Statement by RUGG, C.J., as to the duty of directors of a corporation.
Where it appeared that the directors of a corporation, shortly after the death of one of its officers, voted to increase by the amount of one third of his salary the salary of each of the three Principal officers, who were
also directors and whose salaries differed substantially in amount; that each of the three votes taken for this purpose required for its adoption the affirmative vote of at least one of such three directors; that the death of the deceased officer did not substantially increase the work of such three officers; and that the increased salary of each of the three was in excess of the fair value of the services rendered by him to the corporation, each must repay to it the excess received by him, notwithstanding that the directors voted the increases in salaries in good faith and in the honest, although mistaken, belief that the services of the three were worth them.
The use of funds of a corporation to defray the expenses of establishing a voting trust of its stock to insure the continuance of its then management, the directors honestly believing that a change in management would be harmful to it, was ultra vires and the directors must refund to it the amount so paid.
On the record of an appeal from a final decree in favor of the plaintiffs in a suit in equity by stockholders of a corporation against it and its directors seeking to recover from the directors certain money for its benefit, no abuse of discretion appeared with respect to a provision of the decree that the corporation pay to the plaintiffs, out of the money so recovered by it, a certain sum for counsel fees and expenses incurred by them in the prosecution of the suit.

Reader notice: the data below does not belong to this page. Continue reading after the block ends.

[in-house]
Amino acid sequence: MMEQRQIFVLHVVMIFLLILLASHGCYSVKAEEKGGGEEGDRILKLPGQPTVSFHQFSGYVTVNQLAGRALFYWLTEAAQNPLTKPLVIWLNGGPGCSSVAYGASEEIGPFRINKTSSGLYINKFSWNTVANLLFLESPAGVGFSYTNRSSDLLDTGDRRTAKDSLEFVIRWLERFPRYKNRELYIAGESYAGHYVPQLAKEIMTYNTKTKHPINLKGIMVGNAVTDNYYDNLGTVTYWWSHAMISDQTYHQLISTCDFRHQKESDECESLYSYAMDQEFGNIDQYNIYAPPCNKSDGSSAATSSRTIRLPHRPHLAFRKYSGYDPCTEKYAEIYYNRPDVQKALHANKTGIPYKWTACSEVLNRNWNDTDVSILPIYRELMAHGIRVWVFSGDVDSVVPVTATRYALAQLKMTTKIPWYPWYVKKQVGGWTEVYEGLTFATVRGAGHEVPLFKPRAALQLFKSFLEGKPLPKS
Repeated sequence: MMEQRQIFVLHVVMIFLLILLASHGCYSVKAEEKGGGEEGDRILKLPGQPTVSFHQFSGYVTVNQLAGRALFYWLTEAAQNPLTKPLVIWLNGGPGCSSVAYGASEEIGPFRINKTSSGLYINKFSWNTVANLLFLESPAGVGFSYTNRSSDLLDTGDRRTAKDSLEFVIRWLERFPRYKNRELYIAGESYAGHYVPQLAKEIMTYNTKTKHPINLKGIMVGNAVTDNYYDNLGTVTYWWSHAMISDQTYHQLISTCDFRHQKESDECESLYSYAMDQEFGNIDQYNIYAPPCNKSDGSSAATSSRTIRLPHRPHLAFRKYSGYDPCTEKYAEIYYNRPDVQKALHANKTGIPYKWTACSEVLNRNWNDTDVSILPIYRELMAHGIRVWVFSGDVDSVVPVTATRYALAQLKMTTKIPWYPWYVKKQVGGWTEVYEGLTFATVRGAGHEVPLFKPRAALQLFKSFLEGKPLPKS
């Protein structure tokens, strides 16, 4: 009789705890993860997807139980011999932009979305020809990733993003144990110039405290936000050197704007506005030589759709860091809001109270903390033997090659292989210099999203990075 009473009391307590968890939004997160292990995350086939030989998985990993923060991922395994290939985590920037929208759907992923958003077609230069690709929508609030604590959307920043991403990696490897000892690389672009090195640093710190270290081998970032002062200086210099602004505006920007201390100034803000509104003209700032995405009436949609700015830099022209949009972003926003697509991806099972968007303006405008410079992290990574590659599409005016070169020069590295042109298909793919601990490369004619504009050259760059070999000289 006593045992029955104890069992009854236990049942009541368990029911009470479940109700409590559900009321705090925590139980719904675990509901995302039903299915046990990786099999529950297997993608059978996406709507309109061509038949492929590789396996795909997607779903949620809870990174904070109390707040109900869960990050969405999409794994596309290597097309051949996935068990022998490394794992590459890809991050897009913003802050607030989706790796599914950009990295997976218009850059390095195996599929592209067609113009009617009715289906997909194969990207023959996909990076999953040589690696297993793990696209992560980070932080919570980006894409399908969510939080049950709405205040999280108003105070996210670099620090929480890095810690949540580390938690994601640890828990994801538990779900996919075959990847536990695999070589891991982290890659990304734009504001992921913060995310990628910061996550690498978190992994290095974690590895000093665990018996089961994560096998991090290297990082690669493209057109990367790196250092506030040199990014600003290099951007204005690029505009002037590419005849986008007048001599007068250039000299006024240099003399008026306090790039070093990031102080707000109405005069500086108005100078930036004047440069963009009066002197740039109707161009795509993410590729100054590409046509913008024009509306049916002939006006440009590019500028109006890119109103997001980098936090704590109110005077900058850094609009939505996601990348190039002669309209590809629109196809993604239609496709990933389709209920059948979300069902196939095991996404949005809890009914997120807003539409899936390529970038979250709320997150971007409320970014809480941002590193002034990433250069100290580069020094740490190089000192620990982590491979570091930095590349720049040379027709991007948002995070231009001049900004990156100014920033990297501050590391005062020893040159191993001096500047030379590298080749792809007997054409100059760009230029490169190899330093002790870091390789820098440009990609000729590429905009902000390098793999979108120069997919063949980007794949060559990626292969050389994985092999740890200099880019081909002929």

BILL IN EQUITY, filed in the Superior Court on February 24, 1933, and afterwards amended.
The suit was referred to a master. Material findings by him are stated in the opinion. By order of Williams, J., there were entered an interlocutory decree confirming the master's report and a final decree granting the relief sought by the plaintiffs. The defendants appealed. The case was submitted on briefs. C. H. Beckwith, for the defendants.
J. B. Cowett & J. K. Galleher, for the plaintiffs.
RUGG, C.J. This is a suit by stockholders against a Massachusetts corporation and its directors. The object of the suit is to recover for the benefit of the corporation (1) the portion of salaries paid to three of the defendants as managing officers of the corporation in excess of the fair value of their services, and (2) certain moneys of the corporation paid for establishing a voting trust of its preferred stockholders designed to perpetuate the control of its affairs by certain of the individual defendants. The case was referred to a master, who filed a comprehensive report covering all issues, There is no report of the